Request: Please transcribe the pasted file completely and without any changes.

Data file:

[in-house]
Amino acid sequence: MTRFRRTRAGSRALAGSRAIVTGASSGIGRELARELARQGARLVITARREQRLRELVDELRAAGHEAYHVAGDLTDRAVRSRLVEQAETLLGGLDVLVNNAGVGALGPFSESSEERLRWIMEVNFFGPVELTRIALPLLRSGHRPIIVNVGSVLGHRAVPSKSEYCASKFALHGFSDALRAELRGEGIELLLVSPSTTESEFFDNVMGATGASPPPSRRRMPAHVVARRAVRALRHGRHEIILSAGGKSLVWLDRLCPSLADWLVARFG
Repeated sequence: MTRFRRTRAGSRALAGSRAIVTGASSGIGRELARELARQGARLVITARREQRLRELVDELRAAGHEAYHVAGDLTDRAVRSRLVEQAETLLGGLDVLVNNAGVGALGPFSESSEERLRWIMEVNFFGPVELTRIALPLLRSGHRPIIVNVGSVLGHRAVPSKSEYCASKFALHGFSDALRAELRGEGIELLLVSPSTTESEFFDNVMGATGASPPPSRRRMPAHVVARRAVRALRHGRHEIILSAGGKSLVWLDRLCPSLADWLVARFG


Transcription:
[in-house]
Amino acid sequence: MTRFRRTRAGSRALAGSRAIVTGASSGIGRELARELARQGARLVITARREQRLRELVDELRAAGHEAYHVAGDLTDRAVRSRLVEQAETLLGGLDVLVNNAGVGALGPFSESSEERLRWIMEVNFFGPVELTRIALPLLRSGHRPIIVNVGSVLGHRAVPSKSEYCASKFALHGFSDALRAELRGEGIELLLVSPSTTESEFFDNVMGATGASPPPSRRRMPAHVVARRAVRALRHGRHEIILSAGGKSLVWLDRLCPSLADWLVARFG
Repeated sequence: MTRFRRTRAGSRALAGSRAIVTGASSGIGRELARELARQGARLVITARREQRLRELVDELRAAGHEAYHVAGDLTDRAVRSRLVEQAETLLGGLDVLVNNAGVGALGPFSESSEERLRWIMEVNFFGPVELTRIALPLLRSGHRPIIVNVGSVLGHRAVPSKSEYCASKFALHGFSDALRAELRGEGIELLLVSPSTTESEFFDNVMGATGASPPPSRRRMPAHVVARRAVRALRHGRHEIILSAGGKSLVWLDRLCPSLADWLVARFG